January 16, 2021

Learning Clojure - Implementing cat

As I wrote previously, I am learning the Clojure programming language as one of my personal Learning Projects.

Previously, I presented my implementations of echo, the classic Unix command-line utility. Next on the list is cat, a useful utility for writing information out to the screen from a file or the standard input. Well, technically it writes to the standard output, but the default destination for the standard output is the screen, so it works out the same in the end.

Now, let's take a look at the code:

(ns cat.core

(use 'clojure.java.io)

(defn readAndPrintFile [name]
  (with-open [rdr (reader name)]
    (doseq [line (line-seq rdr)]
      (println line))))

(defn readAndPrintStdin []
  (doseq [ln (line-seq (java.io.BufferedReader. *in*))]
    (println ln)))

(defn -main
  "Simple implementation of the Unix cat utility."
  [& args]
  (if (= (count args) 0)
    (doseq [a args]
      (readAndPrintFile a))))

I think that this is my first real effort at dividing up the code into separate functions. I could have left everything in -main, but then it would have been much more complicated, less easy to read and I strongly suspect that it would have been considered poor style. Clojure has a preference for functions to be defined before use (blame a single pass compiler for that), although it is possible to declare functions first and define them later if you wish to get around this rule. I generally prefer to start with my main function, but I've used enough other languages with similar requirements that I don't fight it any more and just roll with the most idiomatic way of writing any particular language.

The -main function is nice and straight-forward. If the program receives no arguments on the command line, then it assumes it is reading from the standard input, otherwise it treats each parameter as the name of file that it needs to read and display the contents of, in the order that they are received. I have tried to make this clear with the names of the two methods that get called depending upon the count of the parameters received through the command line. Sending the filenames from the command-line parameters is achieved by use of the doseq function, which takes a var, a sequence (in this case a list) and a function and applies the supplied function to each of the elements of the list in order.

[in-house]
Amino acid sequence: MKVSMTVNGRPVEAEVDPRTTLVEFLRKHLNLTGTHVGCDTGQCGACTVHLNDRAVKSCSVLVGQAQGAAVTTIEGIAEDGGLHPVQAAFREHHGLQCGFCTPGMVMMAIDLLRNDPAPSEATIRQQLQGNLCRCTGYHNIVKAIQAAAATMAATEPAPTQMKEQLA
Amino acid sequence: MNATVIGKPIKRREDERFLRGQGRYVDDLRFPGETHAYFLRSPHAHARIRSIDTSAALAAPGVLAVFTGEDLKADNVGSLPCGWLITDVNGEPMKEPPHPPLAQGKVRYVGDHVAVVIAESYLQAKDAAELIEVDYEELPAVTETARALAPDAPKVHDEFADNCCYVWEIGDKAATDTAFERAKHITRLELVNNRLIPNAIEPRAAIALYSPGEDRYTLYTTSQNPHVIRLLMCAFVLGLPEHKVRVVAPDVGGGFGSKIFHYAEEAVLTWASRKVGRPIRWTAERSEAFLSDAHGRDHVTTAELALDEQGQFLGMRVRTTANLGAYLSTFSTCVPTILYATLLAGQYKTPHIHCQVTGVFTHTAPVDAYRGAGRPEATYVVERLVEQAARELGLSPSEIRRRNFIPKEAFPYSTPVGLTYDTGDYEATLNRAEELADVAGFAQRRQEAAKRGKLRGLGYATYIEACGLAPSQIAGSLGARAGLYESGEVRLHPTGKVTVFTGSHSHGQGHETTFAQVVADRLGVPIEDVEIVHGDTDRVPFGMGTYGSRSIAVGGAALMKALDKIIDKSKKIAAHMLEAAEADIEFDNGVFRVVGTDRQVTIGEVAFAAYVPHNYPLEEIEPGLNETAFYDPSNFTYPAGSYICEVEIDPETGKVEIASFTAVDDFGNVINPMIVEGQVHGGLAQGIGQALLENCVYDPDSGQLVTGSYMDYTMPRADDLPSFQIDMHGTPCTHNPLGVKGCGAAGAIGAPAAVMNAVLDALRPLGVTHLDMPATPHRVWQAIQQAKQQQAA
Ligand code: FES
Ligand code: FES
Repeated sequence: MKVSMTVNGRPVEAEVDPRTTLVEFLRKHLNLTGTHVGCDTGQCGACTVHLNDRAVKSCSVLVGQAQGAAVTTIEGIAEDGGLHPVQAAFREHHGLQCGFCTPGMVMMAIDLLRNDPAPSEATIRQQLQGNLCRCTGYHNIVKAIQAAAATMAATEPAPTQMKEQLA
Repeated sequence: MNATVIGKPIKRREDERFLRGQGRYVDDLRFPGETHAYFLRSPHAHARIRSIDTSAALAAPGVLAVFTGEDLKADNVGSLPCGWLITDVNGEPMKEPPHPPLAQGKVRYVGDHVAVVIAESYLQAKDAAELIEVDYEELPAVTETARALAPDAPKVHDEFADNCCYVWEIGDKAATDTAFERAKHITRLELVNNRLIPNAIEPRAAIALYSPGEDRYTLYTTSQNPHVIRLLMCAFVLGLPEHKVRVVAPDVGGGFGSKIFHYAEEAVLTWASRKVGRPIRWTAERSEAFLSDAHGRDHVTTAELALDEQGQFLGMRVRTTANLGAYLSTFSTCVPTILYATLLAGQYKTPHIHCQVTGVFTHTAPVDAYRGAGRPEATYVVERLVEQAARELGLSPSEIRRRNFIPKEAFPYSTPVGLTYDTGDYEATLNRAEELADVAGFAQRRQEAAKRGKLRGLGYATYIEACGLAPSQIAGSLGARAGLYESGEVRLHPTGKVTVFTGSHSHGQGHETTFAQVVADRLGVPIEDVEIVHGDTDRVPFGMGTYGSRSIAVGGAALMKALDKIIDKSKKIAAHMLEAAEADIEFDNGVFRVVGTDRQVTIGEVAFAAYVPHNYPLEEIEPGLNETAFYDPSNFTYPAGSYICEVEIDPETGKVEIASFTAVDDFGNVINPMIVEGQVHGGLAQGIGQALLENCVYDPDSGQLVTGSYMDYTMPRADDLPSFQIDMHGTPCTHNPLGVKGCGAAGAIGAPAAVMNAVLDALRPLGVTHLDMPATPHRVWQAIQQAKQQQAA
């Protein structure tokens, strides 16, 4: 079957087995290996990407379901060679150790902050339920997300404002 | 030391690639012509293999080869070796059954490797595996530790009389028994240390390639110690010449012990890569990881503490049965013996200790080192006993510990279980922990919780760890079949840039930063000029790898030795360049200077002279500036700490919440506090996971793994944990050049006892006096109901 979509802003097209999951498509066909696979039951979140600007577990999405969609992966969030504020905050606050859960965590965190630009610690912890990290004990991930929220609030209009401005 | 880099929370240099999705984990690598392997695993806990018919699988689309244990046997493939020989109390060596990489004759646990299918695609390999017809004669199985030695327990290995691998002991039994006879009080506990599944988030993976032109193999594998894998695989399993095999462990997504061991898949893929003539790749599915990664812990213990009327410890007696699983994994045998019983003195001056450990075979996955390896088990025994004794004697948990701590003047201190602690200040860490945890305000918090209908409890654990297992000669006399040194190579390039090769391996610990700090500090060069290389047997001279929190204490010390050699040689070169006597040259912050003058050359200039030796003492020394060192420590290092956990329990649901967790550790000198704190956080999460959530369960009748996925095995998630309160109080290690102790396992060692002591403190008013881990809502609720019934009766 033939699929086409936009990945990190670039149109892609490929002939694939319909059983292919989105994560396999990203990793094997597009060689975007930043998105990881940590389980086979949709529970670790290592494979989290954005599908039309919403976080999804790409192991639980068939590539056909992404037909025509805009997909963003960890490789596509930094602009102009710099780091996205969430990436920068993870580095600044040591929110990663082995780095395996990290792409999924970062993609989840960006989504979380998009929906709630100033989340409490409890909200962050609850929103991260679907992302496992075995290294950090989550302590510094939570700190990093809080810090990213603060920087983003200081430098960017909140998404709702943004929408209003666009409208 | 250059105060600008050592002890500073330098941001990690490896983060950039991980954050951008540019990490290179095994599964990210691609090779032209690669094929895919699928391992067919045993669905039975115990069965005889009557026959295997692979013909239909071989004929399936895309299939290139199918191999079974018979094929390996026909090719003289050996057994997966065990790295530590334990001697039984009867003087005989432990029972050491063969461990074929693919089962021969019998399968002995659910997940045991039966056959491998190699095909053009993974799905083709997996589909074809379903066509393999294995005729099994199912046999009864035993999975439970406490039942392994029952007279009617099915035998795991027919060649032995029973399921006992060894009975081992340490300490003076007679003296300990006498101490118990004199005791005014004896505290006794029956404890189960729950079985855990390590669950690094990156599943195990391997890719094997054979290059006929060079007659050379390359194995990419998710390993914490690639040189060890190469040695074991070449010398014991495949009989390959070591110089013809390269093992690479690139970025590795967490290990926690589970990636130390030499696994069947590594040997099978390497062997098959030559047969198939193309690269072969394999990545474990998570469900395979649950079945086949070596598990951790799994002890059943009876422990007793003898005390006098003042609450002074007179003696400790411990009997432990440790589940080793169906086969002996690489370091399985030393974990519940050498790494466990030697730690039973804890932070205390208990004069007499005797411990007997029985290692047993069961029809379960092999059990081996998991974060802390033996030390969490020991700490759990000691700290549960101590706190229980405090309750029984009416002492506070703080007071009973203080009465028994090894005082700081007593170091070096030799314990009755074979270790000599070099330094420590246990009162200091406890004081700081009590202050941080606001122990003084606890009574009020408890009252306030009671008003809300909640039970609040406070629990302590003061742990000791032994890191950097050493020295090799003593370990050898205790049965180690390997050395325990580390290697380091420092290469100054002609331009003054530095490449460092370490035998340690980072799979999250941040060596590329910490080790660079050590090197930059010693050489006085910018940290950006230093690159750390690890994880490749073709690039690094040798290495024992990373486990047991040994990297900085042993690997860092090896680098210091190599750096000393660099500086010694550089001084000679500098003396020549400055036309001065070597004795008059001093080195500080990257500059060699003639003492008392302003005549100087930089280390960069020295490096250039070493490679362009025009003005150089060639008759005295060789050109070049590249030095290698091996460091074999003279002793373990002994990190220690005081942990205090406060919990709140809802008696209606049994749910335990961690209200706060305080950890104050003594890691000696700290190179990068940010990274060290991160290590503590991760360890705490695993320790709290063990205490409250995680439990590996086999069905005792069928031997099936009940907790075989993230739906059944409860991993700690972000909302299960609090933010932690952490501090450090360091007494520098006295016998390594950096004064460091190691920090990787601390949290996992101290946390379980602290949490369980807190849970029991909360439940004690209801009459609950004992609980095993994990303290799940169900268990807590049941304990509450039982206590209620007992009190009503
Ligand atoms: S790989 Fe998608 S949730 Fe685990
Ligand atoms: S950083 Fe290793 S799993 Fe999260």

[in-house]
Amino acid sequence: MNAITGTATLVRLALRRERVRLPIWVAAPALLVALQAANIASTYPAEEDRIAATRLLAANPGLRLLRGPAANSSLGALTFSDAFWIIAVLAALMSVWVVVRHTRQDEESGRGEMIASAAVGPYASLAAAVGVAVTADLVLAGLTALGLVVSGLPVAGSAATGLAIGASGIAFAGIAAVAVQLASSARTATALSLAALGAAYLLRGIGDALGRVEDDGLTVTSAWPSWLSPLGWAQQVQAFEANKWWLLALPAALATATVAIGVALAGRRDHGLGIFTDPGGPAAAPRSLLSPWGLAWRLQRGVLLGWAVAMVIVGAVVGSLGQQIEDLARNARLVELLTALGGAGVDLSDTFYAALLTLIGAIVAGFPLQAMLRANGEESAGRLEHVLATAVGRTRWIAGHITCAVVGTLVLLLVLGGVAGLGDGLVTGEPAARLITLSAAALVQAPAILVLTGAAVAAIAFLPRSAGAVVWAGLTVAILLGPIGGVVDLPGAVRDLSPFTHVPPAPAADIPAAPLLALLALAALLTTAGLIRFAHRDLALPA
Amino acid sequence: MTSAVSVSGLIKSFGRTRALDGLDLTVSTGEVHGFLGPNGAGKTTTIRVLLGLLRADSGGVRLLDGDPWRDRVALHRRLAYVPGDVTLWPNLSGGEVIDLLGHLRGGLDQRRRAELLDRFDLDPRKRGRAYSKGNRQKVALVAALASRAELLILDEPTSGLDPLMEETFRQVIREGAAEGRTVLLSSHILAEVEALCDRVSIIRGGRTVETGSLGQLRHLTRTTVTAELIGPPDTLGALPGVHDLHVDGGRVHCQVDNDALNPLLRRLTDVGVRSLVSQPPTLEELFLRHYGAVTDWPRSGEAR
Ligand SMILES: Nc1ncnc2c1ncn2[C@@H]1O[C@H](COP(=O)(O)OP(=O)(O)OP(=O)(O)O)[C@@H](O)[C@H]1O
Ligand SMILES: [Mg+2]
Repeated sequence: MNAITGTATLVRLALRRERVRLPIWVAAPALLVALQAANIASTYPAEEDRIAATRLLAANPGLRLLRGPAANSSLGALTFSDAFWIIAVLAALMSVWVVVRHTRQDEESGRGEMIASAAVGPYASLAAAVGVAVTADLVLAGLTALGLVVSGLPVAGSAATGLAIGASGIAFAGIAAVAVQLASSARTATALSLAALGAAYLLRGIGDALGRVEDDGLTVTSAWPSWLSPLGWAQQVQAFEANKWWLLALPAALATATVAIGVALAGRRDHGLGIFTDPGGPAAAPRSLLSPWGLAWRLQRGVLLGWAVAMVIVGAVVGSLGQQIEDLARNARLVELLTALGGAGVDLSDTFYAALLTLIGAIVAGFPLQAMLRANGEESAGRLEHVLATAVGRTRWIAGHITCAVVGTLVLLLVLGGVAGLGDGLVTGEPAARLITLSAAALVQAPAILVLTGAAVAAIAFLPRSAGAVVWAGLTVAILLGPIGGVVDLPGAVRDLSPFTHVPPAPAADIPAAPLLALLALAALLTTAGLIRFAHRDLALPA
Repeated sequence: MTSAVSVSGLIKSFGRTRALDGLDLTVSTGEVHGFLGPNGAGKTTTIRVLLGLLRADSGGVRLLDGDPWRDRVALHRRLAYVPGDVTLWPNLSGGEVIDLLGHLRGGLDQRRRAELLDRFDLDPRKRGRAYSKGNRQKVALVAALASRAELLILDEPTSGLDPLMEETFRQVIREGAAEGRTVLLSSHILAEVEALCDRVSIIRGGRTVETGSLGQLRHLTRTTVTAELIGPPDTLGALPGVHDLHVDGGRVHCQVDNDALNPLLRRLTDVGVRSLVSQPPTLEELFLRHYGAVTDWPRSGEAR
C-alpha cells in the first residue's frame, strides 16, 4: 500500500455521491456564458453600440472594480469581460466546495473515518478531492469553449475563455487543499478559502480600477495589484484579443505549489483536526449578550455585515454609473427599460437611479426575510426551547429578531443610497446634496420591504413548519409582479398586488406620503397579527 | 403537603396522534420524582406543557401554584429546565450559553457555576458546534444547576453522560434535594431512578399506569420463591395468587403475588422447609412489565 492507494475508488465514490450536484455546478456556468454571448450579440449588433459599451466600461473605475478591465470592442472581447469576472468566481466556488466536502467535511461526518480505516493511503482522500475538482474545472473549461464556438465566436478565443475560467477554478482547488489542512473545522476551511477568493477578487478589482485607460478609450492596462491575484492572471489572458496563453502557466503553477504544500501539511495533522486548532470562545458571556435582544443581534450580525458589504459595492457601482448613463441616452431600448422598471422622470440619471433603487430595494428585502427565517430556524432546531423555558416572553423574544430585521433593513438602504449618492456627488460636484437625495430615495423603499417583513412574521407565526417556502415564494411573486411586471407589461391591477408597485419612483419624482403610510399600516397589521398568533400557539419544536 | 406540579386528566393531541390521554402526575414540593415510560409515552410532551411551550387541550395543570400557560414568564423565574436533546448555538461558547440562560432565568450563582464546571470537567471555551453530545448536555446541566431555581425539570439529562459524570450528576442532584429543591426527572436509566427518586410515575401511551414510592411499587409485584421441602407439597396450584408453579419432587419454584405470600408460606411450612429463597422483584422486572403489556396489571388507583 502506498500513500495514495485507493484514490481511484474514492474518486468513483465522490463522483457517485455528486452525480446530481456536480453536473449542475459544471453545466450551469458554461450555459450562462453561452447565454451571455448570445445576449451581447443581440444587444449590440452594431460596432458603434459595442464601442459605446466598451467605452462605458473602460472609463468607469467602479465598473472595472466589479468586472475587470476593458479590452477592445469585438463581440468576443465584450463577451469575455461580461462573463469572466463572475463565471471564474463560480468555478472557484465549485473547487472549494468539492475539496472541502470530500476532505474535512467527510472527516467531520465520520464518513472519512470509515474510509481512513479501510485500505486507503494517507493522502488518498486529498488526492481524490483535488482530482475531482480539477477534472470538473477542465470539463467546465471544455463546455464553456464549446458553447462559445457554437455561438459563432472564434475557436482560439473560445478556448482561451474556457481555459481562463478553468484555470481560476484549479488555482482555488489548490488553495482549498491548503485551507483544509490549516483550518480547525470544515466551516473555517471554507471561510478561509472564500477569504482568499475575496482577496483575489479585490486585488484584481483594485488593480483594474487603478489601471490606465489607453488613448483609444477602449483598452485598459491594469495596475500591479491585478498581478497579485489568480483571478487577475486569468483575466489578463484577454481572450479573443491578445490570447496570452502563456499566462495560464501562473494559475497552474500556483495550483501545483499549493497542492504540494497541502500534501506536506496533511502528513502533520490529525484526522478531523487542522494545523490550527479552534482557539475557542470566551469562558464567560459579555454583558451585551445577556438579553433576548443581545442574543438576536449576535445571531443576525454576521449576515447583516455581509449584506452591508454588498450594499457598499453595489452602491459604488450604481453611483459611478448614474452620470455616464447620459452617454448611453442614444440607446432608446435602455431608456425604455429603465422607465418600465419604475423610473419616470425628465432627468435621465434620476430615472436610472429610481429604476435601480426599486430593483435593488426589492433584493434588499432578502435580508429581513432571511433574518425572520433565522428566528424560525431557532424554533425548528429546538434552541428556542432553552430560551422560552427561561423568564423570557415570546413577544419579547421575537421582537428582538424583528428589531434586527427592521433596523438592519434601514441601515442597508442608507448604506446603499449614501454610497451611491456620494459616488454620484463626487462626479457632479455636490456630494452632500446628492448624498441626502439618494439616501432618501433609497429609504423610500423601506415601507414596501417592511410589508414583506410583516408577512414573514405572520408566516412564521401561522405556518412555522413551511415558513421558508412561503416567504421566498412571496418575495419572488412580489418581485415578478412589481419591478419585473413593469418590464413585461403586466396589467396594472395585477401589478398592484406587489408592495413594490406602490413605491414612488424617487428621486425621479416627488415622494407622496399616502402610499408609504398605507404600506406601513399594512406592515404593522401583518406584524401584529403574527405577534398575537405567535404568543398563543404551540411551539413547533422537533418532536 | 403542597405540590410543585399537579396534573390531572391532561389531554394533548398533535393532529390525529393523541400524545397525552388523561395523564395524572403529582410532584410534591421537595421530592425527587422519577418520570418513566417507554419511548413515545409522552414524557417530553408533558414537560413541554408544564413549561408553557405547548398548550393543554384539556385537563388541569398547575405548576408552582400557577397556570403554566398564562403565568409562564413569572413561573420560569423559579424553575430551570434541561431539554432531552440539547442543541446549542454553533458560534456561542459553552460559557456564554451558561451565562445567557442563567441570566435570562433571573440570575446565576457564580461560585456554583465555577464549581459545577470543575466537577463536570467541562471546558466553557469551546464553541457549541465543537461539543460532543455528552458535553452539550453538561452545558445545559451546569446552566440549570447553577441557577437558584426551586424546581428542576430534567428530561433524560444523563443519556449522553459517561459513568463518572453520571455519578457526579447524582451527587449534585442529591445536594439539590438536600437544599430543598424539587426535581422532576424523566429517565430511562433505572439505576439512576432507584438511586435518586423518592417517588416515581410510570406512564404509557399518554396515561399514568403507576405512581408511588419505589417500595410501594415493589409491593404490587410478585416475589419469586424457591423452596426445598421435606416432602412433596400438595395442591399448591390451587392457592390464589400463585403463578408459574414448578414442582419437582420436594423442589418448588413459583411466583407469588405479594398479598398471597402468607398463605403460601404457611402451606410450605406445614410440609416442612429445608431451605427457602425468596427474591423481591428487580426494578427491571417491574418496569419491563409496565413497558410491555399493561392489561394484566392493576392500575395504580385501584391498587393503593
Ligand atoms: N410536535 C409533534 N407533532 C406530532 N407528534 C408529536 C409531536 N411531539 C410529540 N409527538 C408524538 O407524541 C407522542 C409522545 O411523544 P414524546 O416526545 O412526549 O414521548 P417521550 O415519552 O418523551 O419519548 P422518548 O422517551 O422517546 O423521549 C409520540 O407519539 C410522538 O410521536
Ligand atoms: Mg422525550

After lots of searching (or as some users of Duck Duck Go call it ... ducking) I found enough example code to compose the readAndPrintStdin function. The inner expression gives us a BufferedReader attached to the standard input. The line-seq expression takes that and returns a lazy sequence of strings. Lazyness (in functional languages) is a whole topic in itself, so I'll skip it for now, which is itself lazy ... see what I did there!? Finally, the returned line of text is assigned to the var named ln (because line would have been far too long an identifier name) and then it is used by the following expressions, of which there is precisely one and it is our old friend println who promptly prints the line of text. The doseq expression repeats it's body for as long as new data is returned, after which it stops and returns with nil.

The readAndPrintFile function is a slightly more general case of the readAndPrintStdin function in which a filename is supplied and then that file is opened and it's contents read and printed. The main difference is with the reader object that is created to represent the named file. The with-open function is a convenience function that guarantees to close the file you ask it to open. This enables the programmer to concentrate more on what they want to do to the file rather than taking extra time and code to open it, process it and then close it. A useful convenience function.

Tags: Clojure